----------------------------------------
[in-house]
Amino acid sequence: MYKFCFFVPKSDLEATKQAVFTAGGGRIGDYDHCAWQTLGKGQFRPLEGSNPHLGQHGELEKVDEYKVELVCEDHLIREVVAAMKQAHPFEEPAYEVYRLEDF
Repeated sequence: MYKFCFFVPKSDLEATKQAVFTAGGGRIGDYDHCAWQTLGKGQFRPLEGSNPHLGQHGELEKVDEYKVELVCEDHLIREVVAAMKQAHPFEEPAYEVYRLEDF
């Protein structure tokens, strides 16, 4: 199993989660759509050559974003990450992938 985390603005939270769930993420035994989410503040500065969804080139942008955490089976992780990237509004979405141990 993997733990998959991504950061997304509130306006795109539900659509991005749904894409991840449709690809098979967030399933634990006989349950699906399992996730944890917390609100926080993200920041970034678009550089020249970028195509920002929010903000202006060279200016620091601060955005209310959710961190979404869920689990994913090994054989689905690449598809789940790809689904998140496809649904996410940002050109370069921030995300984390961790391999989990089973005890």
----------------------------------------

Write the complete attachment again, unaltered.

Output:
[in-house]
Amino acid sequence: MYKFCFFVPKSDLEATKQAVFTAGGGRIGDYDHCAWQTLGKGQFRPLEGSNPHLGQHGELEKVDEYKVELVCEDHLIREVVAAMKQAHPFEEPAYEVYRLEDF
Repeated sequence: MYKFCFFVPKSDLEATKQAVFTAGGGRIGDYDHCAWQTLGKGQFRPLEGSNPHLGQHGELEKVDEYKVELVCEDHLIREVVAAMKQAHPFEEPAYEVYRLEDF
């Protein structure tokens, strides 16, 4: 199993989660759509050559974003990450992938 985390603005939270769930993420035994989410503040500065969804080139942008955490089976992780990237509004979405141990 993997733990998959991504950061997304509130306006795109539900659509991005749904894409991840449709690809098979967030399933634990006989349950699906399992996730944890917390609100926080993200920041970034678009550089020249970028195509920002929010903000202006060279200016620091601060955005209310959710961190979404869920689990994913090994054989689905690449598809789940790809689904998140496809649904996410940002050109370069921030995300984390961790391999989990089973005890």